NWA World Tag Team Champions Rick & Scott Steiner vs. Ole & Arn Anderson
This is all about Sting’s revenge, which I’ll get to later in the main event. The Andersons get OWNED to start. Once the action settles down, Arn tries to sucker Scott into his corner. Scott doesn’t take the bait and atomic drops Arn into Rick’s boot. Arn slips out of the ring to kill the Steiners momentum. Ole tags in, but gets cornered by Rick. That only pisses him off. It turns into a pier-six brawl with the Steiners clearing the ring. Back in, Arn tags in and gets stuck in a headlock. Arn escapes, but Rick catches him in a powerslam for two. Arn plays some head games with Rick and snapmares him down before he heads up top. Rick pops up and looks to nail Arn, but Arn thinks better of it and crawls down from the top to rethink his strategy. Back in, Ole grabs a headlock, but then gets in trouble and tags out. Scott gives Arn an inverted atomic drop and then applies the figure-four! Ole runs in for the save, but Rick nails him real good. Scott breaks the hold and Ole comes in again. Scott manages to power Ole over in a belly-to-belly throw for two. Rick tags in and teases a kick to the groin area, but the ref stops him and allows Ole to slide over to the corner. Ole wisely locks up with Rick and places him in the Anderson corner before tagging in Arn. Arn wants a suplex, but Rick reverses into one of his own. Ole gets another tag and Rick NO-SELLS a turnbuckle smash. The Andersons trade tags and try and keep Rick in their corner, but Rick breaks loose and tags in Scott. Arn and Scott go to the floor while Funk talks about taking a dog out behind a barn and shooting it. Scott goes for a clothesline up against the ringpost, but Arn ducks and lets muscle meet steel. That’s just the opening the Andersons need as they go to work pounding away on the arm. Back in, Ole applies the armbar. Arn tags in for the hammerlock slam and then reapplies the armbar. Arn goes for the pump splash, but of course he hits knees. Scott hits the FRANKENSTEINER out of literally nowhere to set up the hot tag to Rick. He’s got Steinerlines for everybody, but he’s outnumbered with Scott still out of it. The Andersons whip Rick into the ropes, but they both telegraph a backdrop. Rick kicks Arn away and cradles up Ole for the 1-2-3. (16:03) Post-match, the Andersons dump Rick and then attempt to break Scott’s arm in totally awesome heel fashion. A very good match as you might expect, but you could tell Ole wasn’t at his peak. That only makes me wonder how good this could’ve been if we had the ’85 Ole/Arn combination here. ***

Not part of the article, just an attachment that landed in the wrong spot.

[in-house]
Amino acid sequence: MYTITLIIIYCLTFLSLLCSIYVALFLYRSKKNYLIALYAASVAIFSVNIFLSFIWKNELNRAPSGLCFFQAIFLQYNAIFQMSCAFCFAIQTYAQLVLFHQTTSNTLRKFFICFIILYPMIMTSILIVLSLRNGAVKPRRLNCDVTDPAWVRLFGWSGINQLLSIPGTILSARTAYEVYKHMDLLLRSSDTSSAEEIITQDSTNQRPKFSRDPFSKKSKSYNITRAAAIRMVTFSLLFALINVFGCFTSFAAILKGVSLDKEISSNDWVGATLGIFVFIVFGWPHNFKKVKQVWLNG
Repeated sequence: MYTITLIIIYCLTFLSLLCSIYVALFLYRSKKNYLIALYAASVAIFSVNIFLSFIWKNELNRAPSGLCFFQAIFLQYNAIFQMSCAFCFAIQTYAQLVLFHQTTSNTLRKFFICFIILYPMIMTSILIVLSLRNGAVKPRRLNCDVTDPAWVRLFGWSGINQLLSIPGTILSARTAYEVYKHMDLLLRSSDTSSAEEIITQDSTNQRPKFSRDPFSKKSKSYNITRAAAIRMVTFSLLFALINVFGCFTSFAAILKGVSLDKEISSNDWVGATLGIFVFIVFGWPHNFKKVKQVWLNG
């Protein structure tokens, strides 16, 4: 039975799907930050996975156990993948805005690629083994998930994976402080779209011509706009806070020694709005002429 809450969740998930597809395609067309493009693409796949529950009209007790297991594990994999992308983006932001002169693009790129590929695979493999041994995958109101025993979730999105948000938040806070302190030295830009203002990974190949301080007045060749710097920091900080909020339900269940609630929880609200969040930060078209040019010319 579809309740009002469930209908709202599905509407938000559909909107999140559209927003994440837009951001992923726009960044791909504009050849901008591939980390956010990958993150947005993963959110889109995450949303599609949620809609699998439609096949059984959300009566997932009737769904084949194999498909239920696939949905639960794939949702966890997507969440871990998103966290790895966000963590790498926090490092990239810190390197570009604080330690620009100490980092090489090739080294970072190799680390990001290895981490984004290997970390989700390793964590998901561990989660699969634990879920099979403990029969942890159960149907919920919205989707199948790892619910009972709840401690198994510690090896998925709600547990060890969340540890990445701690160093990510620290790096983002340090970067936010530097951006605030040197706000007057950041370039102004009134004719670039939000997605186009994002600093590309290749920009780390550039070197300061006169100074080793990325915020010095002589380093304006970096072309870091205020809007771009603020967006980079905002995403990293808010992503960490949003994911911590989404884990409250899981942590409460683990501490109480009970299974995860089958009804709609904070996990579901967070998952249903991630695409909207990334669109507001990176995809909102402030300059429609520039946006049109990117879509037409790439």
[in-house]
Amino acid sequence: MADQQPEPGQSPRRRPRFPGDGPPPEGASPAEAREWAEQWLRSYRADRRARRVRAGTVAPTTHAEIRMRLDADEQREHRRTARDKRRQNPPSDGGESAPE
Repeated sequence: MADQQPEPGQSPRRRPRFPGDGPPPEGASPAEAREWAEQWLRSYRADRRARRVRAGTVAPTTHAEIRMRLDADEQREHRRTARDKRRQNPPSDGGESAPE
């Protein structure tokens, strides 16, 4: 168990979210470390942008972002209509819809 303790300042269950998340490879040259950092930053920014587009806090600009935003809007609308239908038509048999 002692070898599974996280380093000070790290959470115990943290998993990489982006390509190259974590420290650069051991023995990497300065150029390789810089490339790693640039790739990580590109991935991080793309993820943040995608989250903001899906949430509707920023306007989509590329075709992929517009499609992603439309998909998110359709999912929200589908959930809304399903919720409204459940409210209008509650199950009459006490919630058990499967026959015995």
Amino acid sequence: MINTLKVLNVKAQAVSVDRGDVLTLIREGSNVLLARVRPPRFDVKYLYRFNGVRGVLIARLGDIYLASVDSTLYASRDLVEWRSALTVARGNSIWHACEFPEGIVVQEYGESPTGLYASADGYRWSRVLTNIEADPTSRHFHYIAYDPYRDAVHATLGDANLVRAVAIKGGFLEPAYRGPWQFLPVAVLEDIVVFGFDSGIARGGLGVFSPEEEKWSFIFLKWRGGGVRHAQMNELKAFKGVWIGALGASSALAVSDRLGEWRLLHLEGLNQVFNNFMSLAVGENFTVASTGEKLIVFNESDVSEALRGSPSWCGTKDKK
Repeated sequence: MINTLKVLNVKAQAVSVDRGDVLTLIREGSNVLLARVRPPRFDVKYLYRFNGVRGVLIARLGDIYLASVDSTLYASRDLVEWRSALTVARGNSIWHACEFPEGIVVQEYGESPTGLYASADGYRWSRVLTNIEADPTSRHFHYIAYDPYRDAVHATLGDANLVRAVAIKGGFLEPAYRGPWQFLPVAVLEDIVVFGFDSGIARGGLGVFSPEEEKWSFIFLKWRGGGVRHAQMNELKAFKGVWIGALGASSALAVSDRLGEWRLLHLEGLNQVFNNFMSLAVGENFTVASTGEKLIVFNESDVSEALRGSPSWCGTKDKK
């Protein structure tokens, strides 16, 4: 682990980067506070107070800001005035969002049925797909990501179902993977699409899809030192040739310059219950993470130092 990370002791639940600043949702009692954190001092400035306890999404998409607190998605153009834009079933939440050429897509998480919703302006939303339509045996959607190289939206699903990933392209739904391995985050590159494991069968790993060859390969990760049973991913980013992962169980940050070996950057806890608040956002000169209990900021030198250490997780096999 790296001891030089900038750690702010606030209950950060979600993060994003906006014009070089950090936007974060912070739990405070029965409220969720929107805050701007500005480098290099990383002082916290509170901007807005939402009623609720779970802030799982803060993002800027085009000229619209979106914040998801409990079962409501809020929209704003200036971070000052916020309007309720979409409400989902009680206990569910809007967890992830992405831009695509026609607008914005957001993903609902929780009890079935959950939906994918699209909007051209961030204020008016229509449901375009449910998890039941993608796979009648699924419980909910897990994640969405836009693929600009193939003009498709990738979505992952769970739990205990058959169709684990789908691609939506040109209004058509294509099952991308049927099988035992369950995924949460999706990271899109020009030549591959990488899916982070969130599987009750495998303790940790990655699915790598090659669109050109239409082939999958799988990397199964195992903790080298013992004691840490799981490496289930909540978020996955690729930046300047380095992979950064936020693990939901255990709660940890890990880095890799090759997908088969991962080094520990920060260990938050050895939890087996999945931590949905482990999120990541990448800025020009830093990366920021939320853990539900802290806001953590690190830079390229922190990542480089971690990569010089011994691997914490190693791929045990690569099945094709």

NWA World Champion Ric Flair (w/Woman) vs. NWA U.S. Champion Lex Luger